Daley and Brick perform in perfect harmony before turning attention to 2012

Divers take synchronised gold by huge margin as England men and women clinch 100m relay double
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The Independent Online

Sebastian Coe did his bit yesterday to plug at least one of the many gaps that have been evident in the 2010 Commonwealth Games. The stands in the Dr S P Mukherjee Aquatics Complex were only a third full as the chairman of the London 2012 Olympic organising committee took his seat to watch the 10m platform synchronised diving final. "We will not get away with empty stadiums in London," he said. "If they are empty, I will have personally failed."

At least the double Olympic 1500m champion got to see one sight he would dearly love to behold on home ground the year after next: the 16-year-old Tom Daley standing on top of the medal rostrum – with the 18-year-old Max Brick alongside him. Lord Coe had probably not seen such supreme, orchestrated diving since Jürgen Klinsmann last visited his beloved Stamford Bridge, or possibly even the gravitationally-challenged Francis Lee.

The English pair proved a class apart, finishing with 439.65 points, 15.84 points clear of the Australian duo Matt Mitcham and Ethan Warren. With only four teams in the competition – Canada placed third and Malaysia fourth – there was no bronze awarded. Not that the lack of opposition diminished Daley's sense of satisfaction at having added Commonwealth gold to a medal collection that also includes world and European gold.

"Olympic gold's the only one I've got to get before I retire," he said. So is the Plymouth schoolboy contemplating quitting before he has even finished his A-levels (in Spanish, maths and photography)? "No," came the reply. "I hope to do as many Olympics as I can until my body falls apart. I'd love to keep going until I get that gold medal."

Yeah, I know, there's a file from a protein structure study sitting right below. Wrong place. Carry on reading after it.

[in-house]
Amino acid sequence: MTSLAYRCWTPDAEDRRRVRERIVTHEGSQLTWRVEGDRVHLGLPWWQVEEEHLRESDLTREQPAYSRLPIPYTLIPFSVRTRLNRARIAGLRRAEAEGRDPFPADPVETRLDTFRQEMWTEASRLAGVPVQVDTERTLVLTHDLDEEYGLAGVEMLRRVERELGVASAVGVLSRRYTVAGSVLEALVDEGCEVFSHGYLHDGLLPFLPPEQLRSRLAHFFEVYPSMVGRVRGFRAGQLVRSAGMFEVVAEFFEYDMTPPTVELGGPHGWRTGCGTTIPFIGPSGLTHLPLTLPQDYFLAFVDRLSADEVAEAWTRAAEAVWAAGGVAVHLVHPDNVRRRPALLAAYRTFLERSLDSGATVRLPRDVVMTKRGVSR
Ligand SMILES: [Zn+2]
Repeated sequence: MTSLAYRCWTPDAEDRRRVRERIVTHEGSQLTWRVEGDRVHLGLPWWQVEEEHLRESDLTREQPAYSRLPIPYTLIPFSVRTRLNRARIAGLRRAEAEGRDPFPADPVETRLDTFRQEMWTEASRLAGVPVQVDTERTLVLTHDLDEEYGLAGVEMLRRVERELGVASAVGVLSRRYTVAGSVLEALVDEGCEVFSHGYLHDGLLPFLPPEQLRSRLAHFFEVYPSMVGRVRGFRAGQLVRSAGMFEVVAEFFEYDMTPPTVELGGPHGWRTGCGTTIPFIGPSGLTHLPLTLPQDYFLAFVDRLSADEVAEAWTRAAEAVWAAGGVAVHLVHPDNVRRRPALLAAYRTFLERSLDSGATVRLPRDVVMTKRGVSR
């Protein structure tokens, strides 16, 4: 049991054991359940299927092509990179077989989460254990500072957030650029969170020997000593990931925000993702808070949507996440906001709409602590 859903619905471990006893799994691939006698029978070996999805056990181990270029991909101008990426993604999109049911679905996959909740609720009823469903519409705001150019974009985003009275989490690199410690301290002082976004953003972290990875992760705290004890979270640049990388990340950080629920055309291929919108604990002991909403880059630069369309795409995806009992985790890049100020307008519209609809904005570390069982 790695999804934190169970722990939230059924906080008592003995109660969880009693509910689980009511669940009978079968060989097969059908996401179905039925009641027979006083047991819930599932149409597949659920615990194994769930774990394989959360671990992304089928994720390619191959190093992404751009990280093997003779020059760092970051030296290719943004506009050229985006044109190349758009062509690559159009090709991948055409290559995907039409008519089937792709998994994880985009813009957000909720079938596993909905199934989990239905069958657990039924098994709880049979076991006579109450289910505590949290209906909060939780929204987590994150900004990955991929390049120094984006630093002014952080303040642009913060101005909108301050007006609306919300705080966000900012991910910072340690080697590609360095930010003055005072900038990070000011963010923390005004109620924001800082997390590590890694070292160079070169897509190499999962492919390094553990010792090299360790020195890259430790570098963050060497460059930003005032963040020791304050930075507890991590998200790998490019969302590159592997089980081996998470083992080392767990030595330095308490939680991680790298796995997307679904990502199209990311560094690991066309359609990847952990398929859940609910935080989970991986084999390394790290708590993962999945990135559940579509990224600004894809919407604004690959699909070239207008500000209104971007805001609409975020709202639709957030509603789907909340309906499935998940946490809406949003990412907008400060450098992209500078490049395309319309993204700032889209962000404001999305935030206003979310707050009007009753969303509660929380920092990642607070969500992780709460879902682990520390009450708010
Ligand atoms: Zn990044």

It has been a tough year for Daley, who is still suffering from the effects of the triceps muscle injury which forced him to miss the European Championships in Budapest in August. "I need treatment every day, just to get rid of the scar tissue," he said, "but I felt no pain today. In competition you tend not to feel it so much because of the adrenaline."

It is little wonder that Daley makes light of his problem. His father has been undergoing chemotherapy for a brain tumour. Rob Daley, 39, has been a passionate first-hand follower of his son's fortunes (famously commandeering a press conference at the world championships in Rome last year) but watched the action yesterday on television back home – "with a tear in my eye," he said.

"I've just been on radio and they had my dad on the line," Tom said. "I rang him straight after the competition, just in case he interrupted my press conference. He sang a song on the radio: 'Ole, ole, ole, ole.' It was quite embarrassing. He always finds a way, bless him. He's very happy at home with the family." Mr Daley could be even happier today. His son goes for gold again, in the individual 10m platform final.

On the last night of track and field action at the Jawaharlal Nehru Stadium, there was gold in the women's 4 x 100m relay for England. There was also an upgrade from bronze to silver for the Plymouth sprinter after confirmation of Osayemi Oludamola's disqualification from the ill-fated 100m last Thursday.

A second Nigerian athlete, Samuel Okon, who finished outside the medals in the 110m hurdles, has also been disqualified after testing positive for the stimulant methylhexaneamine. Mark Lewis-Francis anchored the English men's 4 x 100m relay quartet to victory.

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